But those who, like Hawthorne’s clockmaker, carry over the ambition to produce a new creation in traditional art forms should not continue to call those forms “art.” We may call this fantasy-art “art” as a courtesy to a tradition coterminous with humanity itself, but fantasy is not art, at least not in the sense that the term has been understood within the Western mimetic tradition going back to Homer. Indeed, Western culture is so intimately bound up with the tradition of imitation in art — the tradition of making things that are like reality precisely so as to make claims to know reality and thus to distinguish it from fantasy — that the now more than century-long vogue for fantasy art, beginning with George MacDonald, J.M. Barrie, and Kenneth Grahame and continuing through Lewis and Tolkien to the more unrestrained science-fiction and fantasy cinema of our own time, should be seen as a repudiation, conscious or unconscious, of that Western tradition. [Emphasis added]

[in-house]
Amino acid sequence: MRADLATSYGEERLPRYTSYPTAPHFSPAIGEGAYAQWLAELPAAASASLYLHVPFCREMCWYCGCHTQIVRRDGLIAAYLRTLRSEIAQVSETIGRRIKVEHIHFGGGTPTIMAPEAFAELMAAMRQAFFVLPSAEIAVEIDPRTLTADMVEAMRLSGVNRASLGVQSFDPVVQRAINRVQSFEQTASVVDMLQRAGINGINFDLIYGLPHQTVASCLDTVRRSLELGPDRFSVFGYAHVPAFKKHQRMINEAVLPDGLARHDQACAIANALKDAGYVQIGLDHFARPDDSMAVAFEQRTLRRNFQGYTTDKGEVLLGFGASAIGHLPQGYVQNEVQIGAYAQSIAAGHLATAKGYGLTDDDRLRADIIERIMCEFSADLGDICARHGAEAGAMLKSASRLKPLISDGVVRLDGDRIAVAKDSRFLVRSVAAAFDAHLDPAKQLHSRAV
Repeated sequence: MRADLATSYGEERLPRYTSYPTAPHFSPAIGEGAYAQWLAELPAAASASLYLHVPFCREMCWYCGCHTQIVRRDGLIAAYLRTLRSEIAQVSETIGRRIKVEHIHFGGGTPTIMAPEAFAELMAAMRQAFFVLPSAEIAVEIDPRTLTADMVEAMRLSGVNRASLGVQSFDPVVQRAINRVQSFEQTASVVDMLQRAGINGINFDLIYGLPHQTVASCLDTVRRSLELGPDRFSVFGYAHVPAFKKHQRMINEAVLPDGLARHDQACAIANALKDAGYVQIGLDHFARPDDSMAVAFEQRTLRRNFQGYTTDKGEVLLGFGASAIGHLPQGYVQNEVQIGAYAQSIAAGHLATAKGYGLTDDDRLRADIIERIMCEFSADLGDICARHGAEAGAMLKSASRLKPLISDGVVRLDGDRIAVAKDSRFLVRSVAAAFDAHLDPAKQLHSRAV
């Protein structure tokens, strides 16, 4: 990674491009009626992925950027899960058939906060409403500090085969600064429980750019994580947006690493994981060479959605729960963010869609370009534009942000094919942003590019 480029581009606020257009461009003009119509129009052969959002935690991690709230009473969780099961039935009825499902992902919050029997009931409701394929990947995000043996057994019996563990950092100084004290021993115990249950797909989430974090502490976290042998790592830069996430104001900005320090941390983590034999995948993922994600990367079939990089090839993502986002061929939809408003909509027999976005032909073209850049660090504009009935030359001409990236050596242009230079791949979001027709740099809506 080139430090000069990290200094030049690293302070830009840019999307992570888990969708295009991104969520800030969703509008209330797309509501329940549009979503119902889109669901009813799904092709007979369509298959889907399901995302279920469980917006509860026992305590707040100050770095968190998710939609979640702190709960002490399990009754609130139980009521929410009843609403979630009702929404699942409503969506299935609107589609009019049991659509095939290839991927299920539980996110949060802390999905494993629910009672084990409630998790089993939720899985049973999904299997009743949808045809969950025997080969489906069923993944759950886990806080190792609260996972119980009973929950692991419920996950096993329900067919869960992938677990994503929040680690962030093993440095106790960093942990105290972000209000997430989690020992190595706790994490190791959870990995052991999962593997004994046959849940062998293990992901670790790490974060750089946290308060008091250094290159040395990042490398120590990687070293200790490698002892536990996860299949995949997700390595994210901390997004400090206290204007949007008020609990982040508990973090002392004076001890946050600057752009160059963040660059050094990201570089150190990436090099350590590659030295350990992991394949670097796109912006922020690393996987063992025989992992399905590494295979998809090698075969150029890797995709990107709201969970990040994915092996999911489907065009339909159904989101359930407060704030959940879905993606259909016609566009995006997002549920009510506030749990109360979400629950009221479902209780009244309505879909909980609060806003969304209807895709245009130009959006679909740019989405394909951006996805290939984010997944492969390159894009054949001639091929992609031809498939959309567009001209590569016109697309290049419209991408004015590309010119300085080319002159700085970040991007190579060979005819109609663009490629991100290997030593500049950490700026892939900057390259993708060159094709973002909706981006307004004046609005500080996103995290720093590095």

I will grant that the majority of Mr. Bowman’s article focused on Avatar, but he went far beyond that film with the paragraph above.

His self-defense continues:

I am accused of by Mr Crandall and his supporters on The American Culture website … [as] if I had attempted to claim that Lewis or Tolkien or anybody else, for that matter was not a “real” artist. But I didn’t. I don’t even know what it means to be a real artist — as opposed, presumably, to an unreal one. I believe the question to be an unprofitable one, even if I knew how to answer it.